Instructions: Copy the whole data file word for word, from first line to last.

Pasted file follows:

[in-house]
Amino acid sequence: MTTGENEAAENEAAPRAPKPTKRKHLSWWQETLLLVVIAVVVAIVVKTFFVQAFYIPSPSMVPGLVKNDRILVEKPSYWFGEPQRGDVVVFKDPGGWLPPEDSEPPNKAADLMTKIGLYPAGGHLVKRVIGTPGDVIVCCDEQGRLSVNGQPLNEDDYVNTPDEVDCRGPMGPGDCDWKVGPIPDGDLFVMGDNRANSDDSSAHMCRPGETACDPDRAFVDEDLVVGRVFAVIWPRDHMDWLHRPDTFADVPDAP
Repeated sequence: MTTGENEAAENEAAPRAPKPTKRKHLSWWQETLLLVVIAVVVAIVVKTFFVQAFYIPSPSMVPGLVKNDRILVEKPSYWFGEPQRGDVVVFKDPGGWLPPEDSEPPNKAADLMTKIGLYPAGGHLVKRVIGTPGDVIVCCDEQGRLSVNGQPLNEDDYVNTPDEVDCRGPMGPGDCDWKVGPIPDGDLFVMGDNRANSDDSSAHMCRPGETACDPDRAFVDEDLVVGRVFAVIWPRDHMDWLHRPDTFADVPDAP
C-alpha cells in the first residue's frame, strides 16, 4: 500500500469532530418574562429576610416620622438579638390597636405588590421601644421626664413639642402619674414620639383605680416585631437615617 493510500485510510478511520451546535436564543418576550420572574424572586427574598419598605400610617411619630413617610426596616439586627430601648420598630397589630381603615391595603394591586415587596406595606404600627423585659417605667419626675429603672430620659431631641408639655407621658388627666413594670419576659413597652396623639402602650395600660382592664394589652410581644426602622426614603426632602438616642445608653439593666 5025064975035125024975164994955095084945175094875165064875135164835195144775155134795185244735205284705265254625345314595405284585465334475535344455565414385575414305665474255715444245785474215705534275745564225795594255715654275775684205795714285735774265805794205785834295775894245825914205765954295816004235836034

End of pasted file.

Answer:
[in-house]
Amino acid sequence: MTTGENEAAENEAAPRAPKPTKRKHLSWWQETLLLVVIAVVVAIVVKTFFVQAFYIPSPSMVPGLVKNDRILVEKPSYWFGEPQRGDVVVFKDPGGWLPPEDSEPPNKAADLMTKIGLYPAGGHLVKRVIGTPGDVIVCCDEQGRLSVNGQPLNEDDYVNTPDEVDCRGPMGPGDCDWKVGPIPDGDLFVMGDNRANSDDSSAHMCRPGETACDPDRAFVDEDLVVGRVFAVIWPRDHMDWLHRPDTFADVPDAP
Repeated sequence: MTTGENEAAENEAAPRAPKPTKRKHLSWWQETLLLVVIAVVVAIVVKTFFVQAFYIPSPSMVPGLVKNDRILVEKPSYWFGEPQRGDVVVFKDPGGWLPPEDSEPPNKAADLMTKIGLYPAGGHLVKRVIGTPGDVIVCCDEQGRLSVNGQPLNEDDYVNTPDEVDCRGPMGPGDCDWKVGPIPDGDLFVMGDNRANSDDSSAHMCRPGETACDPDRAFVDEDLVVGRVFAVIWPRDHMDWLHRPDTFADVPDAP
C-alpha cells in the first residue's frame, strides 16, 4: 500500500469532530418574562429576610416620622438579638390597636405588590421601644421626664413639642402619674414620639383605680416585631437615617 493510500485510510478511520451546535436564543418576550420572574424572586427574598419598605400610617411619630413617610426596616439586627430601648420598630397589630381603615391595603394591586415587596406595606404600627423585659417605667419626675429603672430620659431631641408639655407621658388627666413594670419576659413597652396623639402602650395600660382592664394589652410581644426602622426614603426632602438616642445608653439593666 5025064975035125024975164994955095084945175094875165064875135164835195144775155134795185244735205284705265254625345314595405284585465334475535344455565414385575414305665474255715444245785474215705534275745564225795594255715654275775684205795714285735774265805794205785834295775894245825914205765954295816004235836034